Underlying medical conditions: It is critical to explore possible underlying medical conditions that may be contributing to problem feeding. Undiagnosed gastrointestinal conditions may be causing GI track inflammation, discomfort, and motility issues. These internal symptoms are difficult for young children to verbalize to adults and can significantly impact the child’s feeding behavior. Children may resort to maladaptive behaviors to express their gastrointestinal discomfort. If there is a suspected underlying medical condition, your therapist will refer you to a gastroenterologist for further evaluation.
Oral Motor: Conducting an oral structural or muscular mechanism examination assesses the coordination, timing, and function of the mouth and related structures. This portion of the assessment rules out physiological issues which could be hindering the mechanics of chewing and swallowing while protecting the airway. Some examples of contributing factors to oral motor feeding issues are facial muscle weakness, nervous system disorders (such as cerebral palsy), cleft lip and/or palate, and prematurity. Children with structural or muscular feeding issues may have the following symptoms:
Sensory Integration: Parent report is a critical component of assessing sensory-based feeding behaviors. We ask parents to complete a comprehensive food log, which is a record of all foods and beverages consumed by the child within a period of time. Observed trends can be concluded from the child’s diet, revealing what food-based sensory attributes (taste, texture, temperature, color, appearance) the child prefers and avoids. The clinician can also draw conclusions about the child’s general nutrition to determine if a referred to a nutritionist is needed. Children with sensory feeding issues demonstrate highly rigid behaviors related to mealtime routines and food choices. They are at risk of poor nutrition and difficulty maintaining a healthy body mass index. It is also common for these children to experience anxiety and social isolation related to eating in social situations and settings.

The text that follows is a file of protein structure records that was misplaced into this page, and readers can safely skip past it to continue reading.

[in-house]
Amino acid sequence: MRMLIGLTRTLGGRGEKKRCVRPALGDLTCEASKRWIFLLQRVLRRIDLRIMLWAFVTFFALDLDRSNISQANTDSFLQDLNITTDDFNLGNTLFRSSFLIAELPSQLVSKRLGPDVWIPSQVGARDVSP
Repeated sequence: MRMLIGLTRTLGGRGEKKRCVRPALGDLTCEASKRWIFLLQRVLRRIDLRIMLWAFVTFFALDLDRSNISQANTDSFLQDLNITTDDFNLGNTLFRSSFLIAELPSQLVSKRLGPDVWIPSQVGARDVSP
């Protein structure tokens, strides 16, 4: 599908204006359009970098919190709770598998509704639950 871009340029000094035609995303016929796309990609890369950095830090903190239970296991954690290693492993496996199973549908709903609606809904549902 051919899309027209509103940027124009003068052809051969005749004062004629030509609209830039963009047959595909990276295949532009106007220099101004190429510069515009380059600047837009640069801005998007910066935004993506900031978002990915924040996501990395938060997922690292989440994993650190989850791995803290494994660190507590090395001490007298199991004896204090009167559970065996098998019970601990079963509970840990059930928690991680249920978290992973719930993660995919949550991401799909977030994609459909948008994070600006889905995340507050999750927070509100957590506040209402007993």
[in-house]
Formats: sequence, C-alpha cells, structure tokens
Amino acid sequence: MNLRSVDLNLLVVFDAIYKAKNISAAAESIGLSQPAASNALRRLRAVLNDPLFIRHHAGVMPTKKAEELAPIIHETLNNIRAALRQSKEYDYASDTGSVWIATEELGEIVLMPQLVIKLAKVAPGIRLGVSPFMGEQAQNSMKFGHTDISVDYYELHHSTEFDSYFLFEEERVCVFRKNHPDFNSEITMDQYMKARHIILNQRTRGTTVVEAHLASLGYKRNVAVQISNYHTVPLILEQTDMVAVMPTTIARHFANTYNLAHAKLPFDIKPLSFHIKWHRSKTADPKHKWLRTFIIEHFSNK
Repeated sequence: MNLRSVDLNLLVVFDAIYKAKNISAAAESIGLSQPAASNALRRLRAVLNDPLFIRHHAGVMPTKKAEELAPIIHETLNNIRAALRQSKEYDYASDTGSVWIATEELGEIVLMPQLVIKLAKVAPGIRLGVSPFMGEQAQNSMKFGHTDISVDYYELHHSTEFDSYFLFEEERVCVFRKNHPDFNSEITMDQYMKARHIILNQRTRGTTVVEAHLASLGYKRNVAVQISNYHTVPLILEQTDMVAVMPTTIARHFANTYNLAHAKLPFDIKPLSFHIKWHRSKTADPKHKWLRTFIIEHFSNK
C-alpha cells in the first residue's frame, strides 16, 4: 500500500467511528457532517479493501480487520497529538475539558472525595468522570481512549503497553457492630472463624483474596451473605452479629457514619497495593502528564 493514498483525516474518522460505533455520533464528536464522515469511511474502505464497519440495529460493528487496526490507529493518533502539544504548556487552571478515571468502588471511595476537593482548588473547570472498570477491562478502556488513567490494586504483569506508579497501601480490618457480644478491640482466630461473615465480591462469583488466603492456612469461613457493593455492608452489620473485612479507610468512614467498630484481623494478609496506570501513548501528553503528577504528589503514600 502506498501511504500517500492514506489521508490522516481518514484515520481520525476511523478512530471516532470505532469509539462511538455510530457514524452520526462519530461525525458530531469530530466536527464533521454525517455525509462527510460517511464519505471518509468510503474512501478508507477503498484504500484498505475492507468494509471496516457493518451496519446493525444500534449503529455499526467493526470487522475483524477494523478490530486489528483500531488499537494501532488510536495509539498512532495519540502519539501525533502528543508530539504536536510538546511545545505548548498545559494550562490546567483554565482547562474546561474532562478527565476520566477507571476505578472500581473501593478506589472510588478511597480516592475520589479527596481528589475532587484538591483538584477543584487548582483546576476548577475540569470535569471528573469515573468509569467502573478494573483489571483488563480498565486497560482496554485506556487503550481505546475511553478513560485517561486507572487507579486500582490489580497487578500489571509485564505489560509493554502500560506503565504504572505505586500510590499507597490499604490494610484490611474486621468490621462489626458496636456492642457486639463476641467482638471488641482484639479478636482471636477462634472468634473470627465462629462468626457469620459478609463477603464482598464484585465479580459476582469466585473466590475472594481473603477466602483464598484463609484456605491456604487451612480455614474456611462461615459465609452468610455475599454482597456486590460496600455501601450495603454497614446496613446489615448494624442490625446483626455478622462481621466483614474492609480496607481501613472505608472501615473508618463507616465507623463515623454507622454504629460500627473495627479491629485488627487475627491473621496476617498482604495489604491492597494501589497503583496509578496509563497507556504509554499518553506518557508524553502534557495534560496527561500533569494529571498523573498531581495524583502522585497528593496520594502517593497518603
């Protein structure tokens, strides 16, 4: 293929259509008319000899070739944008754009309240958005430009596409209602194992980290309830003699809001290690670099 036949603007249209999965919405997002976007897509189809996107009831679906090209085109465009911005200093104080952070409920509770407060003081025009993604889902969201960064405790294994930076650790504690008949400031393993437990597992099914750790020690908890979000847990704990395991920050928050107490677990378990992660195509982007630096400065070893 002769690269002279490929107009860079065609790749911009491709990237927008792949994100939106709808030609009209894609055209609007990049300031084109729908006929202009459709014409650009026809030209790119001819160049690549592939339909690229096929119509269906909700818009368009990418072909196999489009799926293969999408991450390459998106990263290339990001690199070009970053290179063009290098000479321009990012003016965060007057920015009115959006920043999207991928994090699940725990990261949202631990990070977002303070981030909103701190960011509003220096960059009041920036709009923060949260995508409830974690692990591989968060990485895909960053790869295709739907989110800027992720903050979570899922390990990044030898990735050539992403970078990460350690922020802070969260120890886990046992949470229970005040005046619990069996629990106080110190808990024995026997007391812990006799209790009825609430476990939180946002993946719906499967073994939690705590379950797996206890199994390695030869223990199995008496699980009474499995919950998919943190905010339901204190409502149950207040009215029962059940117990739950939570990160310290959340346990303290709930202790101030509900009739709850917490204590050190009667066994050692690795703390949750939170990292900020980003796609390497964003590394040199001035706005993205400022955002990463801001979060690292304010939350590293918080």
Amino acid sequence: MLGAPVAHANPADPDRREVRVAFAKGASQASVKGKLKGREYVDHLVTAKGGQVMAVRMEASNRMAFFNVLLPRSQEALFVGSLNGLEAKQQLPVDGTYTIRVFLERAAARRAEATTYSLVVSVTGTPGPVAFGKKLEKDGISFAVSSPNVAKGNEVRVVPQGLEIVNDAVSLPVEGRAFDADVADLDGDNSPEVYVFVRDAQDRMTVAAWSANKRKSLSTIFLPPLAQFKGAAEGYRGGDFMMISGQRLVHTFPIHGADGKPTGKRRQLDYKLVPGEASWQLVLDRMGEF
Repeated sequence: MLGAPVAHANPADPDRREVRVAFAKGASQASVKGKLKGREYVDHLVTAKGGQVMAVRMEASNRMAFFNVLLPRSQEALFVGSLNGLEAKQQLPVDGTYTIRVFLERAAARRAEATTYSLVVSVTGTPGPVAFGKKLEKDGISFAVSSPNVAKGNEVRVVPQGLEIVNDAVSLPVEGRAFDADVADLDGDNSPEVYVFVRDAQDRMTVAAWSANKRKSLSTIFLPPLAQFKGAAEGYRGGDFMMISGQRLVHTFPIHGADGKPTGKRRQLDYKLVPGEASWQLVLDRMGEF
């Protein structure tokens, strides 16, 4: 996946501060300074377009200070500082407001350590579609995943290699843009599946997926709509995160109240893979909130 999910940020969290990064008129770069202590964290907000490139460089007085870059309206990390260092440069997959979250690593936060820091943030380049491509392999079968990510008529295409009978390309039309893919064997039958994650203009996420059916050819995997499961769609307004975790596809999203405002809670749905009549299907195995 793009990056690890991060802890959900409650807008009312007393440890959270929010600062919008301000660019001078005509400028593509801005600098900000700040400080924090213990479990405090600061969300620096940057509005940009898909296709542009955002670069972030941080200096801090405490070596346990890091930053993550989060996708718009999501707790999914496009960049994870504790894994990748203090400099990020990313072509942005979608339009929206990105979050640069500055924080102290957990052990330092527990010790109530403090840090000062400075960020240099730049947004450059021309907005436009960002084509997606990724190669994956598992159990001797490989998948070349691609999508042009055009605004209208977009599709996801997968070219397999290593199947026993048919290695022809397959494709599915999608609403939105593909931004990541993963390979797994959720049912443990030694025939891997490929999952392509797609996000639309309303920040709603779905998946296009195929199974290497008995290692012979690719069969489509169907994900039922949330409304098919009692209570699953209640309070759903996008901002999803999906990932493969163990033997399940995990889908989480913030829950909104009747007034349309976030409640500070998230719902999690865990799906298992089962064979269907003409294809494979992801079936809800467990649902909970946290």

Behavioral Feeding Challenges: Behavioral feeding issues can coexist with any of the previously described feeding issues. For this reason, it is essential to consider all possible factors contributing to your child’s feeding problem. Prior to treating problem behaviors, oral-motor and possible underlying medical condition must be ruled out or addressed. Furthermore, sensory-based and behavioral-based feeding issues will need to be distinguished from each other to determine the best course of treatment. Children with behavioral feeding issues may being exhibiting some of the following behaviors: refusal to sit at table, refusal to eat, crying/screaming during meals, throwing foods, or vomiting to get out of eating.
Poor weight gain or weight loss
Eating and breathing coordination issues (repeated episodes of pneumonia or aspiration)
Trouble transitioning to puree foods by 10 months
Trouble accepting tables foods by 12 months
Not weaned off baby foods by 16 months
Refused to eat entire food groups
Fewer than 20 foods in their diet
Pattern of refusing to eat previously preferred foods without adding new foods
Refused to eat family meals
Extremely rigid feeding behaviors
Behavioral Feeding Challenges: